Brain charity calls decision to allow Pavard play on ‘sickening’

‘Uefa has to come out and immediately explain how it was allowed to happen’

France’s Benjamin Pavard after a collision in his team’s Euro 2020 win over Germany. Photograph: Alexander Hassenstein/AP

The decision to allow France's Benjamin Pavard to play on against Germany after he was knocked out in a collision was "sickening", according to a leading brain injury charity.

Pavard was hit in the face by a challenge from Germany's Robin Gosens in the 58th minute of the Group F fixture on Monday. Although the French Football Federation has committed to a new protocol that would see players suspected of concussion removed from the field, he stayed on.

The Bayern Munich defender said he had been "a little knocked out for 10 to 15 seconds", and the chief executive of Headway, Peter McCabe, said Pavard should have been taken off.

“It was plain for all to see that Pavard was unable to protect himself from the fall,” McCabe said. “Pavard’s later statement that he lost consciousness confirms the seriousness of the incident.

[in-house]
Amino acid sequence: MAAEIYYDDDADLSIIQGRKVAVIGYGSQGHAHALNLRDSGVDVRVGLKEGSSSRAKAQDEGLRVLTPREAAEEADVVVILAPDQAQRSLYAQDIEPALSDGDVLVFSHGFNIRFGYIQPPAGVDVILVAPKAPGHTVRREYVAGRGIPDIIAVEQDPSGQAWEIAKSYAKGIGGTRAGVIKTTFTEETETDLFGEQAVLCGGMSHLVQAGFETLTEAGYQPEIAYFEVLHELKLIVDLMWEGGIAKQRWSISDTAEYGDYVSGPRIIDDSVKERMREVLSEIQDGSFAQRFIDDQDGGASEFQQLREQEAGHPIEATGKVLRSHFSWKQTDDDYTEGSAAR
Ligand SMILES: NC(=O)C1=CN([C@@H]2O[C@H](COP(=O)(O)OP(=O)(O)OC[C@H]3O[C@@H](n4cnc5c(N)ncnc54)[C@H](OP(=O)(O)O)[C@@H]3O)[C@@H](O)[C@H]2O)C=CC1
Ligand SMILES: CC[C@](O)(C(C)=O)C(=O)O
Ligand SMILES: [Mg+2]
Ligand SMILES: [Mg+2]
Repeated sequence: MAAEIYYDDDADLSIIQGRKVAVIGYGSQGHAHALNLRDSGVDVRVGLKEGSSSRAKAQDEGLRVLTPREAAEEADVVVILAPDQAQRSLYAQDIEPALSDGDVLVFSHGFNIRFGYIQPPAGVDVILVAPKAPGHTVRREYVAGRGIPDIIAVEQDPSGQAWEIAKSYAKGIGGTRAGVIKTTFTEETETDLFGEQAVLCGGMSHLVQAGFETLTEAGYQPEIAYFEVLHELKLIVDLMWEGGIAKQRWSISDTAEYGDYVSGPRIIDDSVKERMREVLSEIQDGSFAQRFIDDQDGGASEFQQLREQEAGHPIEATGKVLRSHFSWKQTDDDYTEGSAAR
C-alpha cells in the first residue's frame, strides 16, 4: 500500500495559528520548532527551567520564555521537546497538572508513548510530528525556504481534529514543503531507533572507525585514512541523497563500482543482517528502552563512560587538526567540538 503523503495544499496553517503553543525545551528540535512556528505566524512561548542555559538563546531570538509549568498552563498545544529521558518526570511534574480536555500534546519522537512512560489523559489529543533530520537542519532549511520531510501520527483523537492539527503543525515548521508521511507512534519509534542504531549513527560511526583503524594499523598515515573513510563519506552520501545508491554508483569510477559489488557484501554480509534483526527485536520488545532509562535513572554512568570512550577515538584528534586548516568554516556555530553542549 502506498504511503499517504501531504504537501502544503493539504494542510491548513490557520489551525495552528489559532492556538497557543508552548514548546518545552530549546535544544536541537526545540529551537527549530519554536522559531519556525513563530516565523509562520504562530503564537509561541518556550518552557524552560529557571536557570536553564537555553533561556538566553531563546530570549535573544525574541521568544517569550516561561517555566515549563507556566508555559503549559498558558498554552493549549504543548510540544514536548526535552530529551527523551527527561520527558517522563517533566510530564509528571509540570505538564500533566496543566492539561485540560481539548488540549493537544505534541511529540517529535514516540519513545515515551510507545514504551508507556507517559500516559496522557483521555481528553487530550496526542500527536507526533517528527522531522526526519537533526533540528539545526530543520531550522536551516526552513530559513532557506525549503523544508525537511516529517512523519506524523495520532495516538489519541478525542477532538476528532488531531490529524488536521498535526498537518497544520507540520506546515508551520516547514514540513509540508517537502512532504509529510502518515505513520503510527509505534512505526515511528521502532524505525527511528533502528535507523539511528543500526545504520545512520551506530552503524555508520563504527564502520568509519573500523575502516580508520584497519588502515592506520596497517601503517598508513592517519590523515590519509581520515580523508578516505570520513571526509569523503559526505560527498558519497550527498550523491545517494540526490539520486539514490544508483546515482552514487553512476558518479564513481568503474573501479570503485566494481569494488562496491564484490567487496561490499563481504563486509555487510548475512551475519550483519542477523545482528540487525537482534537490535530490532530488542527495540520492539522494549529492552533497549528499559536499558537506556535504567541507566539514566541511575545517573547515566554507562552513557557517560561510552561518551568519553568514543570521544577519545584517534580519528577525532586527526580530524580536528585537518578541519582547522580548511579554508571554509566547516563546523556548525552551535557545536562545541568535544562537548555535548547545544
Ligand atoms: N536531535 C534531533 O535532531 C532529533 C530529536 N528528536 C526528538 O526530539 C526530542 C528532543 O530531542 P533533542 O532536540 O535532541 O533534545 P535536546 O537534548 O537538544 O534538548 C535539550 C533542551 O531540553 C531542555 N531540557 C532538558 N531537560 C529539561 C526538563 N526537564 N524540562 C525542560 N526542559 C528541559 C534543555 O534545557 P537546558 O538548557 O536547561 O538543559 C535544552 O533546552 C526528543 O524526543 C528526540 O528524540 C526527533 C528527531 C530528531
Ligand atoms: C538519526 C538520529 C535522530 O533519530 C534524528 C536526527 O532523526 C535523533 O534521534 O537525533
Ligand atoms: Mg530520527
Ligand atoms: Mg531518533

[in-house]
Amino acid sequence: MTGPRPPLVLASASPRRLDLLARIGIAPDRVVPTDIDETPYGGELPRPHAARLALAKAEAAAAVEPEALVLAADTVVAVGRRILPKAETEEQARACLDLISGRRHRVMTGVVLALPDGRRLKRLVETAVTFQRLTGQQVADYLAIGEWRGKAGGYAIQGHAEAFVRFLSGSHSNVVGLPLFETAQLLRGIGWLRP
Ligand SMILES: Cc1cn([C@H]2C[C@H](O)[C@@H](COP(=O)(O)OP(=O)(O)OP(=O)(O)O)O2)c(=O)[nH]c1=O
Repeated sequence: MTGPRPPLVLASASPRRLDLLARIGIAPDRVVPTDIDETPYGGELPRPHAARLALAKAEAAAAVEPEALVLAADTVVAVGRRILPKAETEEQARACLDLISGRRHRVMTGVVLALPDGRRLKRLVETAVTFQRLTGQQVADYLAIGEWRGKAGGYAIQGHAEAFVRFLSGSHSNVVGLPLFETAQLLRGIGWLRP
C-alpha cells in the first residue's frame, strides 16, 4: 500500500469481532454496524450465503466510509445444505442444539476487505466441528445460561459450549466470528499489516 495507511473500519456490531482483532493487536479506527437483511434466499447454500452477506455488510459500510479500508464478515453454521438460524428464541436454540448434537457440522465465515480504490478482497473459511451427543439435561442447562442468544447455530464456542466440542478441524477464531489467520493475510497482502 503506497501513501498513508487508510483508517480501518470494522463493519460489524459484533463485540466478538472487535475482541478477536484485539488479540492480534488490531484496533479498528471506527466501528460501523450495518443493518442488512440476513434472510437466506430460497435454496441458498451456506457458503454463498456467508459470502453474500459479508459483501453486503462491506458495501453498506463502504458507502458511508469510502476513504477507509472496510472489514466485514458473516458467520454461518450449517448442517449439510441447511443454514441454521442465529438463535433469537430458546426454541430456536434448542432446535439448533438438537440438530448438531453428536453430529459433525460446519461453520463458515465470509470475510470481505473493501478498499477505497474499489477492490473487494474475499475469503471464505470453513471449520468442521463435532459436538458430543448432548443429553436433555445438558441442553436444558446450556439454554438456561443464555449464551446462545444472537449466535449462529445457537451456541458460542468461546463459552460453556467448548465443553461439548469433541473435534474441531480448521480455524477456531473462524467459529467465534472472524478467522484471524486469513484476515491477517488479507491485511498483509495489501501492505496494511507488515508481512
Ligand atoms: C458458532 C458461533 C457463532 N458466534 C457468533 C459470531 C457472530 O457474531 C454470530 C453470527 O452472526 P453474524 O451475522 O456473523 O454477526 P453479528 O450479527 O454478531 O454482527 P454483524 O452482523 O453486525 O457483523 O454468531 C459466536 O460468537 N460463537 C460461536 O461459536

“We have continuously been told that football’s concussion protocols are fit for purpose and that temporary concussion substitutes are not necessary. But here we have yet another example where it is simply not credible to suggest that a concussion could not be ‘suspected’ or a possible consequence of the impact. However, after a brief on-pitch assessment the player was allowed to continue.

“Furthermore, it appeared that the referee was attempting to speed up the medical team and usher them and the player off the pitch, rather than allowing them the time they needed to assess the seriousness of the injury.

“The way this incident was handled was sickening to watch. Uefa has to come out and immediately explain how it was allowed to happen and what action it will now take to ensure something similar does not occur in the future.”

Uefa has been approached by the Guardian newspaper for comment. The governing body chose not to include Euro 2020 in the trials of permanent concussion substitutes currently being operated by Ifab. It did, however, asks nations sign up to a new protocol on the treatment of head injuries.

The head coaches and team doctors of all 24 nations signed up to the protocol, which agreed to the use of new video technology to assess injuries and includes the following, apparently definitive, statement: “We confirm that if a player of our team is suspected of having suffered a concussion, he will be immediately removed from the pitch, whether in training or match play.” - Guardian